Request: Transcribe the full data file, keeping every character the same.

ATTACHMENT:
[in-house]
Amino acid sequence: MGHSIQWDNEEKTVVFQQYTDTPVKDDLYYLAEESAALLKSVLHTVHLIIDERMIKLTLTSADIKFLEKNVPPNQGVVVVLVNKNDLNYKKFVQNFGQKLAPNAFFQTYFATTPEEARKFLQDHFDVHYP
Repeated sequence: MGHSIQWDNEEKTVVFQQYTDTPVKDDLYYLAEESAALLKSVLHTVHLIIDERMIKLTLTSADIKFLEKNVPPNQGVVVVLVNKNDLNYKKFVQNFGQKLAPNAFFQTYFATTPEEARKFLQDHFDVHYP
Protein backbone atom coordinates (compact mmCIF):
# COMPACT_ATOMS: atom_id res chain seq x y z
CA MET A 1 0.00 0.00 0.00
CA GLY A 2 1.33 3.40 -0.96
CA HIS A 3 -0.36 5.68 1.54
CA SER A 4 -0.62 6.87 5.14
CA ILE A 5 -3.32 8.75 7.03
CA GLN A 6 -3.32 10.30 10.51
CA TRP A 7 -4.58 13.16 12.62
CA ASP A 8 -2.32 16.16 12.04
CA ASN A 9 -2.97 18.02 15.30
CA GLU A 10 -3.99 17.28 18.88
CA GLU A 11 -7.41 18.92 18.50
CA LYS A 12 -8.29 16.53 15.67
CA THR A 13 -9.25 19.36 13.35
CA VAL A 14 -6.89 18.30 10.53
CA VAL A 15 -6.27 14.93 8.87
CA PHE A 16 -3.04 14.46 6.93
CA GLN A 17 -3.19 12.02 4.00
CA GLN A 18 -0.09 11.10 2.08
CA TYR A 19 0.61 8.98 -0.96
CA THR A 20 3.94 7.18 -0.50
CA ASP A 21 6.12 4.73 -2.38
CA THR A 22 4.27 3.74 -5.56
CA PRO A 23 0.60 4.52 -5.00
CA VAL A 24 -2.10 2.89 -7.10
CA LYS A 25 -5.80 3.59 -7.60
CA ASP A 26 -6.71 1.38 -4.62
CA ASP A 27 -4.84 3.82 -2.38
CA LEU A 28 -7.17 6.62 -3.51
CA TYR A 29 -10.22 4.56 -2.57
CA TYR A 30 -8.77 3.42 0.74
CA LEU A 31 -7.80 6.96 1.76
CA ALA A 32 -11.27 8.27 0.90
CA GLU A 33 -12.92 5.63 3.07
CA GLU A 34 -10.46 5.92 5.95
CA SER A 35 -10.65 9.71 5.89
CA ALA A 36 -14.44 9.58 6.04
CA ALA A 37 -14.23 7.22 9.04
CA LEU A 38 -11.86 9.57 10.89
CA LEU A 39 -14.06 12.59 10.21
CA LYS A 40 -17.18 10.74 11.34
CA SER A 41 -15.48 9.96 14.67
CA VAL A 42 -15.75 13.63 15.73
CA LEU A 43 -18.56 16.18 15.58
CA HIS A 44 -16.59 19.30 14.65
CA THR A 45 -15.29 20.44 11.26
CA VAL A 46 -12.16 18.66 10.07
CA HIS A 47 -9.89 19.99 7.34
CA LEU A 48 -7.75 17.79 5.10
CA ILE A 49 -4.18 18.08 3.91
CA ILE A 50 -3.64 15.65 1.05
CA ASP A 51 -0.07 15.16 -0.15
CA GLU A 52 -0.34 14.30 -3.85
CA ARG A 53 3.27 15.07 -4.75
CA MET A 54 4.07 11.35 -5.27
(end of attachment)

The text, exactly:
[in-house]
Amino acid sequence: MGHSIQWDNEEKTVVFQQYTDTPVKDDLYYLAEESAALLKSVLHTVHLIIDERMIKLTLTSADIKFLEKNVPPNQGVVVVLVNKNDLNYKKFVQNFGQKLAPNAFFQTYFATTPEEARKFLQDHFDVHYP
Repeated sequence: MGHSIQWDNEEKTVVFQQYTDTPVKDDLYYLAEESAALLKSVLHTVHLIIDERMIKLTLTSADIKFLEKNVPPNQGVVVVLVNKNDLNYKKFVQNFGQKLAPNAFFQTYFATTPEEARKFLQDHFDVHYP
Protein backbone atom coordinates (compact mmCIF):
# COMPACT_ATOMS: atom_id res chain seq x y z
CA MET A 1 0.00 0.00 0.00
CA GLY A 2 1.33 3.40 -0.96
CA HIS A 3 -0.36 5.68 1.54
CA SER A 4 -0.62 6.87 5.14
CA ILE A 5 -3.32 8.75 7.03
CA GLN A 6 -3.32 10.30 10.51
CA TRP A 7 -4.58 13.16 12.62
CA ASP A 8 -2.32 16.16 12.04
CA ASN A 9 -2.97 18.02 15.30
CA GLU A 10 -3.99 17.28 18.88
CA GLU A 11 -7.41 18.92 18.50
CA LYS A 12 -8.29 16.53 15.67
CA THR A 13 -9.25 19.36 13.35
CA VAL A 14 -6.89 18.30 10.53
CA VAL A 15 -6.27 14.93 8.87
CA PHE A 16 -3.04 14.46 6.93
CA GLN A 17 -3.19 12.02 4.00
CA GLN A 18 -0.09 11.10 2.08
CA TYR A 19 0.61 8.98 -0.96
CA THR A 20 3.94 7.18 -0.50
CA ASP A 21 6.12 4.73 -2.38
CA THR A 22 4.27 3.74 -5.56
CA PRO A 23 0.60 4.52 -5.00
CA VAL A 24 -2.10 2.89 -7.10
CA LYS A 25 -5.80 3.59 -7.60
CA ASP A 26 -6.71 1.38 -4.62
CA ASP A 27 -4.84 3.82 -2.38
CA LEU A 28 -7.17 6.62 -3.51
CA TYR A 29 -10.22 4.56 -2.57
CA TYR A 30 -8.77 3.42 0.74
CA LEU A 31 -7.80 6.96 1.76
CA ALA A 32 -11.27 8.27 0.90
CA GLU A 33 -12.92 5.63 3.07
CA GLU A 34 -10.46 5.92 5.95
CA SER A 35 -10.65 9.71 5.89
CA ALA A 36 -14.44 9.58 6.04
CA ALA A 37 -14.23 7.22 9.04
CA LEU A 38 -11.86 9.57 10.89
CA LEU A 39 -14.06 12.59 10.21
CA LYS A 40 -17.18 10.74 11.34
CA SER A 41 -15.48 9.96 14.67
CA VAL A 42 -15.75 13.63 15.73
CA LEU A 43 -18.56 16.18 15.58
CA HIS A 44 -16.59 19.30 14.65
CA THR A 45 -15.29 20.44 11.26
CA VAL A 46 -12.16 18.66 10.07
CA HIS A 47 -9.89 19.99 7.34
CA LEU A 48 -7.75 17.79 5.10
CA ILE A 49 -4.18 18.08 3.91
CA ILE A 50 -3.64 15.65 1.05
CA ASP A 51 -0.07 15.16 -0.15
CA GLU A 52 -0.34 14.30 -3.85
CA ARG A 53 3.27 15.07 -4.75
CA MET A 54 4.07 11.35 -5.27